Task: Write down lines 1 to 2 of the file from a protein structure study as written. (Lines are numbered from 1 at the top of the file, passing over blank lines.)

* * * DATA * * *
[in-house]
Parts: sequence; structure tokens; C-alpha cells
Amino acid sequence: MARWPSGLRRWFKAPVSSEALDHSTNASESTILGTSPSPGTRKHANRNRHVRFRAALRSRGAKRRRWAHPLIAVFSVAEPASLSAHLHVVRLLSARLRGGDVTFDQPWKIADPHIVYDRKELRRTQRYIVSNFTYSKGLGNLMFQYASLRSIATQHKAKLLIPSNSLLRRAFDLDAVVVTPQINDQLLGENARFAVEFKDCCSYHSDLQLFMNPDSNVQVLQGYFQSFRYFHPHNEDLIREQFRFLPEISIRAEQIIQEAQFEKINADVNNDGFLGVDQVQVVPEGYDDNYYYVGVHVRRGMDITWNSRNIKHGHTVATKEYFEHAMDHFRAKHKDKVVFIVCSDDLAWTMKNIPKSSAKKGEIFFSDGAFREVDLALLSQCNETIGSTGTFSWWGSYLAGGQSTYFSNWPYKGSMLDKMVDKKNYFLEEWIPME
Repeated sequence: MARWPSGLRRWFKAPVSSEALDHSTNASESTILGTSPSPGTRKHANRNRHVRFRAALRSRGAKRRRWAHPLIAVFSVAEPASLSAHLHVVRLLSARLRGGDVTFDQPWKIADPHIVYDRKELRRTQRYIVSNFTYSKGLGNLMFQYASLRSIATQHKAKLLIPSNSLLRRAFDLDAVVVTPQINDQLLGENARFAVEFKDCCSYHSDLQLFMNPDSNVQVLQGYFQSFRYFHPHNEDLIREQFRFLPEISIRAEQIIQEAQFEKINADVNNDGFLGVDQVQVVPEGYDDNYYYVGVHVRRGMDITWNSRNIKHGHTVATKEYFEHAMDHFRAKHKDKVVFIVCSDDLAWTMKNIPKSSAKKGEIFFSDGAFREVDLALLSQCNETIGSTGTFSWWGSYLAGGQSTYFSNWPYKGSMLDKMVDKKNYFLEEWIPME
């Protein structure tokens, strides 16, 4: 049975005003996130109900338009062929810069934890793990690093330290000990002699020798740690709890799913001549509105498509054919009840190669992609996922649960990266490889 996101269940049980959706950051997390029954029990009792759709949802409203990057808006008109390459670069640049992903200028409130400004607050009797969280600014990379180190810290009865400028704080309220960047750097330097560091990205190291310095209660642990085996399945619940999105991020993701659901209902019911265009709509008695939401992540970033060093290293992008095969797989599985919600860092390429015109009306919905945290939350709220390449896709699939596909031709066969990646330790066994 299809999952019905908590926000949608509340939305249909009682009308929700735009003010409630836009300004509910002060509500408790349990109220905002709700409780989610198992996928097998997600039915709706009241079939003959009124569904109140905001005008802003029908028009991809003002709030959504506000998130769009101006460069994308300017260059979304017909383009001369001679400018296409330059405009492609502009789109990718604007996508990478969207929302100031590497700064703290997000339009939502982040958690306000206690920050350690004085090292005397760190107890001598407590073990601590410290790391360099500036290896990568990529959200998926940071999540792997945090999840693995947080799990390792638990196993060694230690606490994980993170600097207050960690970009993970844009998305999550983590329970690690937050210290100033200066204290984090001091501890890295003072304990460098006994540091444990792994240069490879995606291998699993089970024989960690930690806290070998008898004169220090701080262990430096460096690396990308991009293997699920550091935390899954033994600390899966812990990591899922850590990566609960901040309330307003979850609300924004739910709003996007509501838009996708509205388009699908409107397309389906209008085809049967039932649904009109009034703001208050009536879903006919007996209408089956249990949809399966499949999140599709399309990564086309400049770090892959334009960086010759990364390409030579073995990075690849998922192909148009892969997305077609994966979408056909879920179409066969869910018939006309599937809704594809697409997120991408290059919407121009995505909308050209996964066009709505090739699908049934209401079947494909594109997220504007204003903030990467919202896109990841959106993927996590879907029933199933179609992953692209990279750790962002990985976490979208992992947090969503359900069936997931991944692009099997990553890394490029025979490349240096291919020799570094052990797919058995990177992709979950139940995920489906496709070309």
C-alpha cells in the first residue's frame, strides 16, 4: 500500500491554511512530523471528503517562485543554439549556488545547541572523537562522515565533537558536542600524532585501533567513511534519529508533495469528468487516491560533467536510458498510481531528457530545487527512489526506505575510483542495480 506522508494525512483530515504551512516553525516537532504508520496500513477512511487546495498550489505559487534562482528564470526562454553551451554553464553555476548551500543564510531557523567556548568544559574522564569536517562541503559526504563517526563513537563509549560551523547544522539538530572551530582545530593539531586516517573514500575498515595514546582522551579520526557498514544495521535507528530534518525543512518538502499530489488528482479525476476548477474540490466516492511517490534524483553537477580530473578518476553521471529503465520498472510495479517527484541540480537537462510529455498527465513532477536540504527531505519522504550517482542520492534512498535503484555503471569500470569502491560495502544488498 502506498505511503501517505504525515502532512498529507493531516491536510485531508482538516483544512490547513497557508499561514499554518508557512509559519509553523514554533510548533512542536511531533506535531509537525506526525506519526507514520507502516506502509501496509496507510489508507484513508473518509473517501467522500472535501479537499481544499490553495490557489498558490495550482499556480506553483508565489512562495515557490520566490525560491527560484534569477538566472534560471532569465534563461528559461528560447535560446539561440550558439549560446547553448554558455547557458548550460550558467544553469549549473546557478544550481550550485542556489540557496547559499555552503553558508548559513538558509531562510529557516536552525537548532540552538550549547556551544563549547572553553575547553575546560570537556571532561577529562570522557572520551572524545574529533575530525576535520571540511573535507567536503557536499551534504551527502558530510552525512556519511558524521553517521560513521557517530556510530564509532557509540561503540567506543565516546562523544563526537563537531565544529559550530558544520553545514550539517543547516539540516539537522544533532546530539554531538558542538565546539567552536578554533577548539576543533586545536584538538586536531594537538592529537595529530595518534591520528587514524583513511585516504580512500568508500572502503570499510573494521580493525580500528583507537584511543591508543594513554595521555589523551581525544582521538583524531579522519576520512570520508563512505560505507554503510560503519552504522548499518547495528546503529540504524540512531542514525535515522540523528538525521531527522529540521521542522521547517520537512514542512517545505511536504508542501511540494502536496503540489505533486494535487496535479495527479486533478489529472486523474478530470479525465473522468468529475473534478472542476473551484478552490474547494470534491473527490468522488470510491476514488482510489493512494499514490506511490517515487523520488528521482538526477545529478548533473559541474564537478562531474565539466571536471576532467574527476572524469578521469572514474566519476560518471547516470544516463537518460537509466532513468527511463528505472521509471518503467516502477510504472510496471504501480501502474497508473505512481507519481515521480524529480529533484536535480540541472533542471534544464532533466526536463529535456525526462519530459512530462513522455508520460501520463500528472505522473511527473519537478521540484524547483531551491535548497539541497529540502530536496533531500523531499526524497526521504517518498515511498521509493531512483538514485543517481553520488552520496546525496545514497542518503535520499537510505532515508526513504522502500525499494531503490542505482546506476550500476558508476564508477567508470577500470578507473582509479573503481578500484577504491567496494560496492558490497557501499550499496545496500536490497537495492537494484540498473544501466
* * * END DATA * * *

[in-house]
Parts: sequence; structure tokens; C-alpha cells